AR. Hillbilly

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About AR. Hillbilly

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    North West Arkansas

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  1. I’m also in the process of building a Clay Spencer hammer. I’ve had a few conversations with the man up to this point. I believe that you can make the anvil, base and a few other parts heavier and make the 50 pound hammer much more efficient. A good anvil and base and good machining skills will make the best of this hammer.
  2. Wow thanks for the information. Some good reading there. I’ll save this for future reference. I haven’t made much headway lately but I did wire it up and drill some holes. It’s gonna need a new belt. It runs very quiet and smoothe.
  3. I just bought a Mechanics Machine Co. drillpress. It came out of the Daisy BB gun plant in Rogers Arkansas. It has had an electric motor added. It has a brass tag where it was sold new. Chas A strelenger tool Co Detroit Mi. Im trying to find a date on it. Mechanics machine went out of business in 1912 and started in 1890.
  4. I bought a different piece of 1/4” square to make little split crosses. It cut way easier and I was able to split them fairly straight this time. Very small and easy to lose in the coal forge. I made one more today by forging it with a plumbers love torch instead of my coal forge. It worked well. I also made a wood grain hammer. I practiced with it some and starting to get the knack of it.
  5. I cut the head off some railroad spikes (55) to be exact. I drilled and tapped them and they are our kitchen cabinet door pulls. So I had all the left overs??? I’ve been cutting and splitting them a few at a time and making split crosses from them. My wife wants me to make some smaller ones. I bought some 1/4” square and started cutting and splitting last night. I can’t split them straight to save my life. I tried my band saw , a hack saw and my portaband. I’ll try again tonight. I’m open to any suggestions. I’m seriously considering hot splitting.
  6. Thomas, thank you for the Har bee village tip. I’ve honestly never heard of it before this post. I see a motorcycle trip early spring. it reminds me of the folk center in Mt View
  7. Thank you for that pic. That looks awesome. I think a rock storefront facade would really make that look neat. I’ve been looking at pricing and they go up quick once you get beyond the normal everyday dimensions. I’m thinking a few courses of block under a standard carport might do. Then close it in with wood like the one above.
  8. The shop sold in the late 80’s to early 90’s to another guy who made and sold garden tools and rock bars. That guy passed away in the last few years. Rumor has it that the last owners family is selling stuff. There is a new scrap yard between eureka and Berryville that know what’s up but isn’t telling.
  9. Thomas have you been to Ike Doss Smithy. I’ve been driving by lately and looking at it. Ike is who got me interested in blacksmithing. The guy that bought that business had it made but. He didn’t treat Ike well. I did some work there back in the 80’s. im thinking late 1800’s early 1900’s authentic. I live in Busch Ar. West of Eureka Springs on the old road. Down past us in an old abandoned community where there once was a Smithy. The owners of that property don’t want people messing about. I’m also looking for Eureka Springs Blacksmith pics. all the tools from Ike Doss Smithy are being sold off as we speak. Coal forge and I’m thinking rock brick built in with exposed rock chimney.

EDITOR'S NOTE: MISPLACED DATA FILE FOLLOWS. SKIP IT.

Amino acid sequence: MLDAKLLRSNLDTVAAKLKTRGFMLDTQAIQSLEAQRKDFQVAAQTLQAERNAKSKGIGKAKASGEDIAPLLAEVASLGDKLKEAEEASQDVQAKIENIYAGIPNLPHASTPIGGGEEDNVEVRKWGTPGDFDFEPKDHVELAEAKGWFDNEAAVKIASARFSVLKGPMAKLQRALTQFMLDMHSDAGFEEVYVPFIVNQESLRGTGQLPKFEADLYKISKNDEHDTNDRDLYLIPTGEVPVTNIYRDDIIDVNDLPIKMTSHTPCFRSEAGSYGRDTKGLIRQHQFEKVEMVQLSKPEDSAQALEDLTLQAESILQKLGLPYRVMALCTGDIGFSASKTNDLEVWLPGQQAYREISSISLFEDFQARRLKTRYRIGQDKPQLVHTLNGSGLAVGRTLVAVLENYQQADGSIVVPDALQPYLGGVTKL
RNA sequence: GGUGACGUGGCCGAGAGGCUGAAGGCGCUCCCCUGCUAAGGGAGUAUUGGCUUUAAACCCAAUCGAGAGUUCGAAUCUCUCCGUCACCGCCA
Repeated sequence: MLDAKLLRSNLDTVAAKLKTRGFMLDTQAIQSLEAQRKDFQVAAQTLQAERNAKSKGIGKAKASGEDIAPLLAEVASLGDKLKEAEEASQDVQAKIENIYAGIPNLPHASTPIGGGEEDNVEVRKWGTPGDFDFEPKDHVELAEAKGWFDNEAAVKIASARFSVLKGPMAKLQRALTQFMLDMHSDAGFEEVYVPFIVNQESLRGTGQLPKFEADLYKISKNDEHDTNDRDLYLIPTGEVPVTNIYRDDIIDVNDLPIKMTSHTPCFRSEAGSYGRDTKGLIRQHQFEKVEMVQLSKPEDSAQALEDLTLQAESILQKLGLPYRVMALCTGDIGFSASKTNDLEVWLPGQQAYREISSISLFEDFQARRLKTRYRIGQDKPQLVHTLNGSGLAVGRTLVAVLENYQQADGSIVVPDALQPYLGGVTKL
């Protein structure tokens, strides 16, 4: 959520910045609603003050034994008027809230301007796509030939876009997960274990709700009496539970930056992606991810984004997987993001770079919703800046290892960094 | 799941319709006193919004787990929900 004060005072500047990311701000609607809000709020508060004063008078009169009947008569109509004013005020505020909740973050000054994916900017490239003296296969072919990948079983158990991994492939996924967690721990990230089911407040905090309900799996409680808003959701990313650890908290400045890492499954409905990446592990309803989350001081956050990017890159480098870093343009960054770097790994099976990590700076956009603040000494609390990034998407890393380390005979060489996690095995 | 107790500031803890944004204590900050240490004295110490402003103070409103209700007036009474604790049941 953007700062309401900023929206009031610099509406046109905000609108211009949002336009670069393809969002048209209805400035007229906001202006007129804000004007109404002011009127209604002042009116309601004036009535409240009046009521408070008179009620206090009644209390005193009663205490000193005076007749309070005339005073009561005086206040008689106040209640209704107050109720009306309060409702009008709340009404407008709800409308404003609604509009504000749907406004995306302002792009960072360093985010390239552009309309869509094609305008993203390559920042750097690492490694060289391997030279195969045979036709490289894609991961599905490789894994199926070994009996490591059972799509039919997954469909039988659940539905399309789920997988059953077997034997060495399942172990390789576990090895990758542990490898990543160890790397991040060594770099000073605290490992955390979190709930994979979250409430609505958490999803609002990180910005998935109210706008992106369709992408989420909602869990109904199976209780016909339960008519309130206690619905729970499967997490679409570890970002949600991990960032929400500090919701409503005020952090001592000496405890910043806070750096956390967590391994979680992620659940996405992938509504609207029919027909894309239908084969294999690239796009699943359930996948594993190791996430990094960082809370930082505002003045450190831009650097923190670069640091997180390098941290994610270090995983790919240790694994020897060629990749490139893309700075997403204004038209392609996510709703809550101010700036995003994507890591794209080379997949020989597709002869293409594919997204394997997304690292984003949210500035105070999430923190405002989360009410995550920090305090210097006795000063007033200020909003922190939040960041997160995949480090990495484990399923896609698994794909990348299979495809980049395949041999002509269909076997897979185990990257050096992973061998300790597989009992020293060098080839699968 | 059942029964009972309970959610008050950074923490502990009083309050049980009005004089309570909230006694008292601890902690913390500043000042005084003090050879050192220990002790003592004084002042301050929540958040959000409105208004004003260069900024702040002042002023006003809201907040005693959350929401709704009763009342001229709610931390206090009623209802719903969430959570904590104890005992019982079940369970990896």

10. Our plan is to be done with our home remodel this spring to mid summer. I then have permission to build a Blacksmith specific shop. I have a shop with welding and mechanic equipment aimed towards antique tractor restoration. There is no place for Blacksmith equipment there. All the welding equipment will remain in my main shop. I need space for one large forge the use of 3 different anvils at the same time and use of one or two post vices. I’m also in the process of building a tire hammer as we speak. All anvils and such will be movable. It will also have a front awning for use with anvils and a portable forge at times. This will be strictly a hobby venture but used one or at times more than one night a week by a small group. At times there will be a Smith with much more experience than I teaching us. It will be set up with a drillpress and small bandsaw. I’m thinking of a large carport with an authentic facade. I’m also thinking pole barn. I want it to look somewhat authentic. I’m a carpenter/barn builder by trade so building it isn’t a problem so long as I can afford it. I’m not looking to build a huge building. Right now we set the forge right in front of my shop and set two anvils just inside the door of my shop and 3 of us forge there at one time. Keep in mind that this will mostly be used by my wife and I but with guests on occasion.
  11. I think that stump is cool. In addition to making friends with the police have them visit often and maybe the dope heads won’t come visit.
  12. What an awesome post. I cut the head off 57 railroad spikes then drilled and tapped the spike heads to make the kitchen cabinet pulls for my wife. I kept all the cutoff spikes. Be been using a portaband to cut them to length and make the slits. Every time I get a few minutes I cut a few. I hope to forge what have ready this weekend. The texture hammer is awesome. I can’t wait to try that. good learning in this post.
  13. I bought a blower just like this today. Same handle same 3 legged stand and no numbers whatsoever. Mine also seems to be in good condition.
  14. I would never assume anything about the guy without learning a little about his experience. Then I would try to give some positive advice. That is very impressive.